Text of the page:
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The Chemistry of Cannabis: Nice Tight Buds


There aren’t many cannabis connoisseurs who say “I’ll take some of those fluffy little popcorn buds, please.” We like to see something the size of our fist that’s covered in fur and makes a “thunk” sound when it drops on the tray. Consumers shell out big bucks for top shelf nuggies, so growers have learned the tricks of the trade. Now that legal cannabis gives people the option of growing their own, amateurs are lining closets in aluminum foil and learning a new hobby. Results aren’t always what they expect.

Buds clenched like a vise

Tight dense buds are easy to achieve if you pay close attention to the basics. New cannabis growers have a hard time imagining that a plant classified as a weed could be so difficult to cultivate. Everything about the whole process seems to be an arcane mystery to the beginner.

It’s true the plant will grow like a weed but the end result is much more suited to making rope from than actually deriving pleasure or pain relief. The first factor to consider is breeding.

Genetics plays a huge role. If the DNA codes for loose buds, that’s what you end up with. In general, Sativa strains are looser than Indica. Check with your provider for strains which produce dense flowers so you know that your plants have potential to produce them.

Modern seed suppliers have full genetic profiles and growing suggestions available to the public for just about every strain out there.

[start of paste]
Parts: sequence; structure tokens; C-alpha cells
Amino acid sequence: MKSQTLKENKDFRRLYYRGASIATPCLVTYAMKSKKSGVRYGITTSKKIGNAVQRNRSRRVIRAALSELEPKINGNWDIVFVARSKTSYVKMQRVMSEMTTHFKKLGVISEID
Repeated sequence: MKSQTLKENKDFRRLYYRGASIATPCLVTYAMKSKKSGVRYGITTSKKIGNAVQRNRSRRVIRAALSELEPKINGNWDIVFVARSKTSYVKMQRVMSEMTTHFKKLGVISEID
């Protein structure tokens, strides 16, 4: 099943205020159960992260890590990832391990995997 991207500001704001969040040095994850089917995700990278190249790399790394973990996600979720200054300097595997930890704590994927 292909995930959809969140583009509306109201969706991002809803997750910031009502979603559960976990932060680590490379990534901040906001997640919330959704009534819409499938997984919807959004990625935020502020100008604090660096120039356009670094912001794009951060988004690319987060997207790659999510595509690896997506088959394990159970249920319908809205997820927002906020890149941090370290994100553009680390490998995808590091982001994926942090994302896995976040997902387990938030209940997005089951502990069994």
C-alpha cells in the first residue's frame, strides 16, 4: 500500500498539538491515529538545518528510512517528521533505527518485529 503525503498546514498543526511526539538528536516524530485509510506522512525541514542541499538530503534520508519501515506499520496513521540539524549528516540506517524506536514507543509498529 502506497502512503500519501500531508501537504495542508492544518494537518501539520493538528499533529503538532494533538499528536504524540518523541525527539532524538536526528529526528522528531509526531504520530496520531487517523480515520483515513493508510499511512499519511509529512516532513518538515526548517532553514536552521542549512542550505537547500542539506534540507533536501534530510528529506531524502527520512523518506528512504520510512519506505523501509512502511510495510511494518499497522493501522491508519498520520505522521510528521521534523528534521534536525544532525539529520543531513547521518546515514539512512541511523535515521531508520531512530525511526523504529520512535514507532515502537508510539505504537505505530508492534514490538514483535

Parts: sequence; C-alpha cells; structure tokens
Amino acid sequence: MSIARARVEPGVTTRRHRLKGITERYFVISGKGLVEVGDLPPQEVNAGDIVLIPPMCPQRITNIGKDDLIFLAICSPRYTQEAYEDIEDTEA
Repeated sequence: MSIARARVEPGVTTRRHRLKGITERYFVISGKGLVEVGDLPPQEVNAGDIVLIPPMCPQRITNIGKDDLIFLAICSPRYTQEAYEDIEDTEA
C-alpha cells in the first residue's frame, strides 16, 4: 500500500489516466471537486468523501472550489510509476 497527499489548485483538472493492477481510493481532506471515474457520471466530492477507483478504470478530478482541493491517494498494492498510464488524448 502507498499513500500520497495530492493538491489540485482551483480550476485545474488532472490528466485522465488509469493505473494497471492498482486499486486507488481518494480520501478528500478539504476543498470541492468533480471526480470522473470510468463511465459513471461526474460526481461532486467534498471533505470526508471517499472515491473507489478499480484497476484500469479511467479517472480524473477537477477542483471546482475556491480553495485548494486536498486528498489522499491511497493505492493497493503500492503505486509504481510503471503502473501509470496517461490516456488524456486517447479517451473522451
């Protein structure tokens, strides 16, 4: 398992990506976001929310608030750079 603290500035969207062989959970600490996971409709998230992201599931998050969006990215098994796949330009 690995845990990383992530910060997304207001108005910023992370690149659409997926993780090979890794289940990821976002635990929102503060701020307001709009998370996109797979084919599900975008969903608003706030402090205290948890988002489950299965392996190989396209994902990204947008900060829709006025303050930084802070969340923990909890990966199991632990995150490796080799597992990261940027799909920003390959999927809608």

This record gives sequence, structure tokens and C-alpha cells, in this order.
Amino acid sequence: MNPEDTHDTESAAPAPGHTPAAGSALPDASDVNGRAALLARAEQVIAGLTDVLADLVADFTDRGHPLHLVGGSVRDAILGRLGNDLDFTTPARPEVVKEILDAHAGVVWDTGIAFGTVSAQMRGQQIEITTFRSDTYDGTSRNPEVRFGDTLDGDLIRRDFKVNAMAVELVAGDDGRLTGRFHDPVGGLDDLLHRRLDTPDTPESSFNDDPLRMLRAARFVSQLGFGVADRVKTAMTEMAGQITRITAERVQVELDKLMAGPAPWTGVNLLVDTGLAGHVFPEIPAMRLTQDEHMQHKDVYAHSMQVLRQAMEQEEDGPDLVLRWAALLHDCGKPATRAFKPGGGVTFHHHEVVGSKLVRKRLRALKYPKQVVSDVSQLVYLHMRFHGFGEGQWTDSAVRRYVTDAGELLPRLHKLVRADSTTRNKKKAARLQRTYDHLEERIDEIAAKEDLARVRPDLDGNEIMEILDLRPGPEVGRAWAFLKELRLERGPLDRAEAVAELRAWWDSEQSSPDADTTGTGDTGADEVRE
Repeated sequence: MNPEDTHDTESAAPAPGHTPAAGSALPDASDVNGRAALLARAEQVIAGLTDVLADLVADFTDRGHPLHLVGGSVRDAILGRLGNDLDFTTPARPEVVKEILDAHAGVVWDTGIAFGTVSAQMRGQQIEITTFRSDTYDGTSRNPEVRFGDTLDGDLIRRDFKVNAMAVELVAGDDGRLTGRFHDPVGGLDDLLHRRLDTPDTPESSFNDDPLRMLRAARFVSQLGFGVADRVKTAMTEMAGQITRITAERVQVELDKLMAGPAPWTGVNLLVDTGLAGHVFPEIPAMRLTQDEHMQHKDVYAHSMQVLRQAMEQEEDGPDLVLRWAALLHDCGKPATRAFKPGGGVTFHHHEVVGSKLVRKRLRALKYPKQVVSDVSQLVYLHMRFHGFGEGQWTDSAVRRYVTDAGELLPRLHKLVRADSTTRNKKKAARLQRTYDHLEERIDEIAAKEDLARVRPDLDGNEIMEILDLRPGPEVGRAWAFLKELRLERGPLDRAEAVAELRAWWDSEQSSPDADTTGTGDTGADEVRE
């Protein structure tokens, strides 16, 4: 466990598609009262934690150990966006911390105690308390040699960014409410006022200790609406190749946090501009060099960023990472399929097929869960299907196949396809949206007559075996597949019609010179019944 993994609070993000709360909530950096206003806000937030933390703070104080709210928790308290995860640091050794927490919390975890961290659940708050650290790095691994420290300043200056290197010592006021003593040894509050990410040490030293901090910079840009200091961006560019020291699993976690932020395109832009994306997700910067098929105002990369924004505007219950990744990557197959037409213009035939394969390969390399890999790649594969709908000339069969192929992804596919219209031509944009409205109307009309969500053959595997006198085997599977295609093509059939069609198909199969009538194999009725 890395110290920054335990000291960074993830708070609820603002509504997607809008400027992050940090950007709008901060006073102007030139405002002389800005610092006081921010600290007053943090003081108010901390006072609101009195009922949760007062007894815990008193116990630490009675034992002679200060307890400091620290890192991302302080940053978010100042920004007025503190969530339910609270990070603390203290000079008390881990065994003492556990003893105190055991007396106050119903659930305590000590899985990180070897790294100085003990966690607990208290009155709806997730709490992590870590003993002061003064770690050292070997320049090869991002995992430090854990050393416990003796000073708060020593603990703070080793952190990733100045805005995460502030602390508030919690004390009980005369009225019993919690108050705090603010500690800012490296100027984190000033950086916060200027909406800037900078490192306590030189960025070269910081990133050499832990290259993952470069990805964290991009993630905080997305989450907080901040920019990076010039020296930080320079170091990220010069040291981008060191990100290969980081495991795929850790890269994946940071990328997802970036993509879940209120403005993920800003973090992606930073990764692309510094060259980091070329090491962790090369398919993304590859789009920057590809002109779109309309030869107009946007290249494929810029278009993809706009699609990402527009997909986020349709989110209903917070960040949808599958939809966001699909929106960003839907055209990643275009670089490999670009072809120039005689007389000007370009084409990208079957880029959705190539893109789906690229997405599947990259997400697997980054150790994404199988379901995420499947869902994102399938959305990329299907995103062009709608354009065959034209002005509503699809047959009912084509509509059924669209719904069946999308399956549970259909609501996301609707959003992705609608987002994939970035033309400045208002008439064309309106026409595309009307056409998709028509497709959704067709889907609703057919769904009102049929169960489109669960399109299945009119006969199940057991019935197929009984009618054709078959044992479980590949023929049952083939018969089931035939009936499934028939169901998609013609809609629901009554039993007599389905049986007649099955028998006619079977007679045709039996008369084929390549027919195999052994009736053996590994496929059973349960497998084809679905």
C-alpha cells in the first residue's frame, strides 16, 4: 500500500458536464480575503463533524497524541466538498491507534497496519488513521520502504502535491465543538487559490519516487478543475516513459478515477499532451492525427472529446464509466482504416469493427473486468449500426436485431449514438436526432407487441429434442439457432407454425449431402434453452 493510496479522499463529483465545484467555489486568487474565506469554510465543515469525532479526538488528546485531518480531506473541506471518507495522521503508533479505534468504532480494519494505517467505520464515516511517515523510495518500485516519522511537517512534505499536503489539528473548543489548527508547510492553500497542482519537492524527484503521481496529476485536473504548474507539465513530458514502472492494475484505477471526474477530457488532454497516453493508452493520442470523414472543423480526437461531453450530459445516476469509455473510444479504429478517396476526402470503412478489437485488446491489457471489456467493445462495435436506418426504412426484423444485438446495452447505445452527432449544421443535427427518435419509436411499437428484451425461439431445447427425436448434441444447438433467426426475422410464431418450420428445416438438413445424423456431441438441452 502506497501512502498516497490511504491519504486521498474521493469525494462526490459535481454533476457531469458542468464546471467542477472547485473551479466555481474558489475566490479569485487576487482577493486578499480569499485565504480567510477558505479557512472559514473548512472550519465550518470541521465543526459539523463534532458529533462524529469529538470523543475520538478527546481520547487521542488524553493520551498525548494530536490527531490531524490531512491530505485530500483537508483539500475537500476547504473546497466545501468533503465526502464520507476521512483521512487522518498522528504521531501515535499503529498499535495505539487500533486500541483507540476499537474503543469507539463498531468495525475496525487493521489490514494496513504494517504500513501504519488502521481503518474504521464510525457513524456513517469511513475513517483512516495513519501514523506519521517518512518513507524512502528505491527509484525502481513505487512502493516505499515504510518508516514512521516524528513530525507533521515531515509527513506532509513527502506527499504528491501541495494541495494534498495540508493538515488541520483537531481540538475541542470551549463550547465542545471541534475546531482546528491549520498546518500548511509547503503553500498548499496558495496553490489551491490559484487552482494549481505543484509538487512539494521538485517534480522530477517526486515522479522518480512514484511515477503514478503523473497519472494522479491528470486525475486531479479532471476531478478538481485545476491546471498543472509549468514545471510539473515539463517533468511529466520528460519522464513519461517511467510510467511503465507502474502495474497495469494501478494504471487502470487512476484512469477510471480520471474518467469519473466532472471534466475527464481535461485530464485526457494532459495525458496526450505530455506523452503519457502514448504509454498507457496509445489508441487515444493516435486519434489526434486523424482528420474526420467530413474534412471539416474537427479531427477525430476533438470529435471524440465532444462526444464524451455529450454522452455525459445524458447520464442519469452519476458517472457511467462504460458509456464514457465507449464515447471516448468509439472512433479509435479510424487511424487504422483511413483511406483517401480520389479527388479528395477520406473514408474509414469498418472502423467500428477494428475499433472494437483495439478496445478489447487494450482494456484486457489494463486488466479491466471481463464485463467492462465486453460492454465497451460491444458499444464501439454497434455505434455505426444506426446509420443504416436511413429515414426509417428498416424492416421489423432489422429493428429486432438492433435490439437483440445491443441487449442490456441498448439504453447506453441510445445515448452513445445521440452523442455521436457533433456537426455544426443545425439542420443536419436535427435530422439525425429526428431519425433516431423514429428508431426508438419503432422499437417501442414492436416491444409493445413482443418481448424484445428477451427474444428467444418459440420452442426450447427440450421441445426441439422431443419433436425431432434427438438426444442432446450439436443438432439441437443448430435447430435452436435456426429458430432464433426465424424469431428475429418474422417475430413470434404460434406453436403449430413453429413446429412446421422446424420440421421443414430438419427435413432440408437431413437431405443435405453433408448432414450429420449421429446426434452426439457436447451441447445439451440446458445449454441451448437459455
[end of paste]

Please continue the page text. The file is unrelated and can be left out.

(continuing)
Once you pick an appropriate strain, the experts agree that the “most common reason buds aren’t dense is the plant didn’t get enough light in the flowering stage.” To your pot plants, light is food.

The plant can survive in low light conditions but it will never produce any smokable flowers to speak of. At the same time, if the light is too bright or two close to the plants, the flowers “develop poorly and/or produce airy, hairy fox-tails.” Along with light conditions, heat plays an important role.

Just the right temperature

Cannabis plants require a specific range of temperature for optimal growth. It’s handy that they like the same range we do. If the temp creeps up above 85°F they start to “develop loose buds, grow airy foxtails, and experience herming.” Transgender pot plants aren’t a good thing.

Once you have light that’s bright but not too bright or too close, and a temperature between 60 and 85 degrees, you want to supply the proper nutrients.

According to Grow Weed Easy, “Buds won’t fatten and get dense unless they’re getting the right nutrients at the right time, which means plenty of Phosphorus (P) and Potassium (K) in the flowering stage.”

They also warn that you want to watch out for excess Nitrogen which is a main ingredient of all-purpose plant food. Too much in the flowering stage will loosen the flowers.


Other factors to keep an eye on are airflow and spacing. Poor “airflow around buds and lack of strong, direct light” will prevent them from developing. Each cola of tasty flowers needs some space of its own to get big and dense. It’s geared by nature to prepare for pollination so the flowers with the best air flow get all the plant’s attention.

“In the wild, cannabis is a wind-pollinated plant, so it only spends energy growing and fattening” the ones exposed. Each big cola on your plant “should have a few inches of space around it that it’s not sharing with leaves or other buds.” This article doesn’t have the scope for an exhaustive how to guide but there are lots of resources to answer any specific questions.

What do you think?

Written by Mark Megahan

Mark Megahan is a resident of Morristown, Arizona and aficionado of the finer things in life.

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